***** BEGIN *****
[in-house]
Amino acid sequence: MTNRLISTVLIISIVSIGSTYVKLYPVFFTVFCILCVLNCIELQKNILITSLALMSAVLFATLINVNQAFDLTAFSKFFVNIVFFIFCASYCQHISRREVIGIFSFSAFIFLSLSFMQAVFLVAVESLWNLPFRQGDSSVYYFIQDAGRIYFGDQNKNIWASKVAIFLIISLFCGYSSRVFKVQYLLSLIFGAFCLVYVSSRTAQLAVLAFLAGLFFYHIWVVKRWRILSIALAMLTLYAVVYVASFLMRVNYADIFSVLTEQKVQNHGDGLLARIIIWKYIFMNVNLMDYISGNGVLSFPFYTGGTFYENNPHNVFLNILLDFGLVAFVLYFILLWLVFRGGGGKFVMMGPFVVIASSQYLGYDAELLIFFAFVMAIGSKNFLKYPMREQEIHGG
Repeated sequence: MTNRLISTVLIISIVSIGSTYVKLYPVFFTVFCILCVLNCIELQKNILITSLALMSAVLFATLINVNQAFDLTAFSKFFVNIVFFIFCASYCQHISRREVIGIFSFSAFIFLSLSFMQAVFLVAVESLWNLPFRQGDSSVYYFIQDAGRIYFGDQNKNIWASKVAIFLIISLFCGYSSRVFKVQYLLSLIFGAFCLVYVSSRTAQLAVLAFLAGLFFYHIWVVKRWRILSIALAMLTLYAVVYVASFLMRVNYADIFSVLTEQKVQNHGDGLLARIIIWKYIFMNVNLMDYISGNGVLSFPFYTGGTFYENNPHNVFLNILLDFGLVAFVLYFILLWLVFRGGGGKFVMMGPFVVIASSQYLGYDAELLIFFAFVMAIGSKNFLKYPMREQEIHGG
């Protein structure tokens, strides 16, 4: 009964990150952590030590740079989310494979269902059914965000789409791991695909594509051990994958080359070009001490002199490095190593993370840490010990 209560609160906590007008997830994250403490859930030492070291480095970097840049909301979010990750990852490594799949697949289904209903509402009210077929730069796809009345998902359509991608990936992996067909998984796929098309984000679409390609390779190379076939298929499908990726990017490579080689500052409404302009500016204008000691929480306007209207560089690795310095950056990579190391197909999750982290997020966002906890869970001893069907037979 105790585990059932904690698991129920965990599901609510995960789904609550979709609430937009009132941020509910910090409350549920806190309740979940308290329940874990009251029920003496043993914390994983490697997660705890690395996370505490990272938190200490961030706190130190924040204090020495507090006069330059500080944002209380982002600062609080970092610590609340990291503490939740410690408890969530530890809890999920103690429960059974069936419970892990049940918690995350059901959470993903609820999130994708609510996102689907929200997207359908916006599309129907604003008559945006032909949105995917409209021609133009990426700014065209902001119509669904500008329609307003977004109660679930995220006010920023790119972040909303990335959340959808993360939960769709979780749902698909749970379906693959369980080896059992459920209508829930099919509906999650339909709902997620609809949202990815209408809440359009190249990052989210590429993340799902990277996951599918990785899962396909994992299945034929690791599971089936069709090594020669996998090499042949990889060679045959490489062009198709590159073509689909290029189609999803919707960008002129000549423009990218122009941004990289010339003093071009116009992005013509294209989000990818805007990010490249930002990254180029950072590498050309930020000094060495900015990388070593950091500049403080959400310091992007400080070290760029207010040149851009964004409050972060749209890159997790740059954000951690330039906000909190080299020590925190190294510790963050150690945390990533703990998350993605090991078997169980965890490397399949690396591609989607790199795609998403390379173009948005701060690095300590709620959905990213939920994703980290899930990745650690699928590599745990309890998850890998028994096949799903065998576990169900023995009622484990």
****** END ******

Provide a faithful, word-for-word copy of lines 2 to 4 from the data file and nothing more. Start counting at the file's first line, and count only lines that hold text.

Amino acid sequence: MTNRLISTVLIISIVSIGSTYVKLYPVFFTVFCILCVLNCIELQKNILITSLALMSAVLFATLINVNQAFDLTAFSKFFVNIVFFIFCASYCQHISRREVIGIFSFSAFIFLSLSFMQAVFLVAVESLWNLPFRQGDSSVYYFIQDAGRIYFGDQNKNIWASKVAIFLIISLFCGYSSRVFKVQYLLSLIFGAFCLVYVSSRTAQLAVLAFLAGLFFYHIWVVKRWRILSIALAMLTLYAVVYVASFLMRVNYADIFSVLTEQKVQNHGDGLLARIIIWKYIFMNVNLMDYISGNGVLSFPFYTGGTFYENNPHNVFLNILLDFGLVAFVLYFILLWLVFRGGGGKFVMMGPFVVIASSQYLGYDAELLIFFAFVMAIGSKNFLKYPMREQEIHGG
Repeated sequence: MTNRLISTVLIISIVSIGSTYVKLYPVFFTVFCILCVLNCIELQKNILITSLALMSAVLFATLINVNQAFDLTAFSKFFVNIVFFIFCASYCQHISRREVIGIFSFSAFIFLSLSFMQAVFLVAVESLWNLPFRQGDSSVYYFIQDAGRIYFGDQNKNIWASKVAIFLIISLFCGYSSRVFKVQYLLSLIFGAFCLVYVSSRTAQLAVLAFLAGLFFYHIWVVKRWRILSIALAMLTLYAVVYVASFLMRVNYADIFSVLTEQKVQNHGDGLLARIIIWKYIFMNVNLMDYISGNGVLSFPFYTGGTFYENNPHNVFLNILLDFGLVAFVLYFILLWLVFRGGGGKFVMMGPFVVIASSQYLGYDAELLIFFAFVMAIGSKNFLKYPMREQEIHGG
């Protein structure tokens, strides 16, 4: 009964990150952590030590740079989310494979269902059914965000789409791991695909594509051990994958080359070009001490002199490095190593993370840490010990 209560609160906590007008997830994250403490859930030492070291480095970097840049909301979010990750990852490594799949697949289904209903509402009210077929730069796809009345998902359509991608990936992996067909998984796929098309984000679409390609390779190379076939298929499908990726990017490579080689500052409404302009500016204008000691929480306007209207560089690795310095950056990579190391197909999750982290997020966002906890869970001893069907037979 105790585990059932904690698991129920965990599901609510995960789904609550979709609430937009009132941020509910910090409350549920806190309740979940308290329940874990009251029920003496043993914390994983490697997660705890690395996370505490990272938190200490961030706190130190924040204090020495507090006069330059500080944002209380982002600062609080970092610590609340990291503490939740410690408890969530530890809890999920103690429960059974069936419970892990049940918690995350059901959470993903609820999130994708609510996102689907929200997207359908916006599309129907604003008559945006032909949105995917409209021609133009990426700014065209902001119509669904500008329609307003977004109660679930995220006010920023790119972040909303990335959340959808993360939960769709979780749902698909749970379906693959369980080896059992459920209508829930099919509906999650339909709902997620609809949202990815209408809440359009190249990052989210590429993340799902990277996951599918990785899962396909994992299945034929690791599971089936069709090594020669996998090499042949990889060679045959490489062009198709590159073509689909290029189609999803919707960008002129000549423009990218122009941004990289010339003093071009116009992005013509294209989000990818805007990010490249930002990254180029950072590498050309930020000094060495900015990388070593950091500049403080959400310091992007400080070290760029207010040149851009964004409050972060749209890159997790740059954000951690330039906000909190080299020590925190190294510790963050150690945390990533703990998350993605090991078997169980965890490397399949690396591609989607790199795609998403390379173009948005701060690095300590709620959905990213939920994703980290899930990745650690699928590599745990309890998850890998028994096949799903065998576990169900023995009622484990």